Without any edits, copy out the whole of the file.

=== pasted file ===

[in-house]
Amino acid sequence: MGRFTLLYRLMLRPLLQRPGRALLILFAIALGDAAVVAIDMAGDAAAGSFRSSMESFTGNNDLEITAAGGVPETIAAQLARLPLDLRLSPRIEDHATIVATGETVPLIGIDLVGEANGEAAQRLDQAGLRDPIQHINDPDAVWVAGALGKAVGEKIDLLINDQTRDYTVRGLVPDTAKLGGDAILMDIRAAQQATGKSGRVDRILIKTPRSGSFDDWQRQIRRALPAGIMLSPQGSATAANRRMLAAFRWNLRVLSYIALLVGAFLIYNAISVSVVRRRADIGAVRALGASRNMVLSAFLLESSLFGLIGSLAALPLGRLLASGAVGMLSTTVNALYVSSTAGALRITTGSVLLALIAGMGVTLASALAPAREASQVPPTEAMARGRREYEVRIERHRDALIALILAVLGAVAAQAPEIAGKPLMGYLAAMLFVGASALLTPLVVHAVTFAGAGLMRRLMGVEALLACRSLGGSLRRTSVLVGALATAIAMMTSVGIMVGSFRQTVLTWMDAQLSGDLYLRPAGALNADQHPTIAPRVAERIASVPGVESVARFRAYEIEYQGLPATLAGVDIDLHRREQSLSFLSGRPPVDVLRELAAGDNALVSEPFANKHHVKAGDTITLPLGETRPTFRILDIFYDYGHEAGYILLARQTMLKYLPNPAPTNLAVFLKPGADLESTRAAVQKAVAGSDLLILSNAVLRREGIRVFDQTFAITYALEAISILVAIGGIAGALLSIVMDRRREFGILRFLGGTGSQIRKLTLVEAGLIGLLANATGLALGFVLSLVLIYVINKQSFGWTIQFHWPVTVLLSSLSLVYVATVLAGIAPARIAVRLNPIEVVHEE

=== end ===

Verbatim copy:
[in-house]
Amino acid sequence: MGRFTLLYRLMLRPLLQRPGRALLILFAIALGDAAVVAIDMAGDAAAGSFRSSMESFTGNNDLEITAAGGVPETIAAQLARLPLDLRLSPRIEDHATIVATGETVPLIGIDLVGEANGEAAQRLDQAGLRDPIQHINDPDAVWVAGALGKAVGEKIDLLINDQTRDYTVRGLVPDTAKLGGDAILMDIRAAQQATGKSGRVDRILIKTPRSGSFDDWQRQIRRALPAGIMLSPQGSATAANRRMLAAFRWNLRVLSYIALLVGAFLIYNAISVSVVRRRADIGAVRALGASRNMVLSAFLLESSLFGLIGSLAALPLGRLLASGAVGMLSTTVNALYVSSTAGALRITTGSVLLALIAGMGVTLASALAPAREASQVPPTEAMARGRREYEVRIERHRDALIALILAVLGAVAAQAPEIAGKPLMGYLAAMLFVGASALLTPLVVHAVTFAGAGLMRRLMGVEALLACRSLGGSLRRTSVLVGALATAIAMMTSVGIMVGSFRQTVLTWMDAQLSGDLYLRPAGALNADQHPTIAPRVAERIASVPGVESVARFRAYEIEYQGLPATLAGVDIDLHRREQSLSFLSGRPPVDVLRELAAGDNALVSEPFANKHHVKAGDTITLPLGETRPTFRILDIFYDYGHEAGYILLARQTMLKYLPNPAPTNLAVFLKPGADLESTRAAVQKAVAGSDLLILSNAVLRREGIRVFDQTFAITYALEAISILVAIGGIAGALLSIVMDRRREFGILRFLGGTGSQIRKLTLVEAGLIGLLANATGLALGFVLSLVLIYVINKQSFGWTIQFHWPVTVLLSSLSLVYVATVLAGIAPARIAVRLNPIEVVHEE